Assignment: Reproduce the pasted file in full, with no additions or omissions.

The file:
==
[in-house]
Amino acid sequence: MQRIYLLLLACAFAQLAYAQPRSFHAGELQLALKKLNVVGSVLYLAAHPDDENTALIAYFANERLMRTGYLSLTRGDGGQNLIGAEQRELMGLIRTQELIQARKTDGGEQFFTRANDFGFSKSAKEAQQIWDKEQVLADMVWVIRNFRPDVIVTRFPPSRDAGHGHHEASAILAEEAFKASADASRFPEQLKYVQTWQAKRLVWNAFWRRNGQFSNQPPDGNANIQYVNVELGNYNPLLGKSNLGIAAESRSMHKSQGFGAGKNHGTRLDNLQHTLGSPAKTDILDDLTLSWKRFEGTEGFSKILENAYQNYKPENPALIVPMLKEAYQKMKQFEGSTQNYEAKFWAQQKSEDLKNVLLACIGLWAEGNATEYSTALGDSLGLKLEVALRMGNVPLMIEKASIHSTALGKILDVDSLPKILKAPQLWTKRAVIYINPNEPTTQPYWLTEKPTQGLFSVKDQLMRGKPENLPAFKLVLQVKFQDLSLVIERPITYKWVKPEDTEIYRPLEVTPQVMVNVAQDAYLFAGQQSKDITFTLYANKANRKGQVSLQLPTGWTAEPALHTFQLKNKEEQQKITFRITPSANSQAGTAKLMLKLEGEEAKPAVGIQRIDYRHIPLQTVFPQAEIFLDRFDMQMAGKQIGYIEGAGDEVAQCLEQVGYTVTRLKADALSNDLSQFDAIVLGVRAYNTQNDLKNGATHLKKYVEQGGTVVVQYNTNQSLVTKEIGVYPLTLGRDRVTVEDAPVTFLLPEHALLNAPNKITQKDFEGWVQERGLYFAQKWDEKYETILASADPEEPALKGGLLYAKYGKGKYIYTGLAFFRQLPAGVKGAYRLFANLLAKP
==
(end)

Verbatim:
[in-house]
Amino acid sequence: MQRIYLLLLACAFAQLAYAQPRSFHAGELQLALKKLNVVGSVLYLAAHPDDENTALIAYFANERLMRTGYLSLTRGDGGQNLIGAEQRELMGLIRTQELIQARKTDGGEQFFTRANDFGFSKSAKEAQQIWDKEQVLADMVWVIRNFRPDVIVTRFPPSRDAGHGHHEASAILAEEAFKASADASRFPEQLKYVQTWQAKRLVWNAFWRRNGQFSNQPPDGNANIQYVNVELGNYNPLLGKSNLGIAAESRSMHKSQGFGAGKNHGTRLDNLQHTLGSPAKTDILDDLTLSWKRFEGTEGFSKILENAYQNYKPENPALIVPMLKEAYQKMKQFEGSTQNYEAKFWAQQKSEDLKNVLLACIGLWAEGNATEYSTALGDSLGLKLEVALRMGNVPLMIEKASIHSTALGKILDVDSLPKILKAPQLWTKRAVIYINPNEPTTQPYWLTEKPTQGLFSVKDQLMRGKPENLPAFKLVLQVKFQDLSLVIERPITYKWVKPEDTEIYRPLEVTPQVMVNVAQDAYLFAGQQSKDITFTLYANKANRKGQVSLQLPTGWTAEPALHTFQLKNKEEQQKITFRITPSANSQAGTAKLMLKLEGEEAKPAVGIQRIDYRHIPLQTVFPQAEIFLDRFDMQMAGKQIGYIEGAGDEVAQCLEQVGYTVTRLKADALSNDLSQFDAIVLGVRAYNTQNDLKNGATHLKKYVEQGGTVVVQYNTNQSLVTKEIGVYPLTLGRDRVTVEDAPVTFLLPEHALLNAPNKITQKDFEGWVQERGLYFAQKWDEKYETILASADPEEPALKGGLLYAKYGKGKYIYTGLAFFRQLPAGVKGAYRLFANLLAKP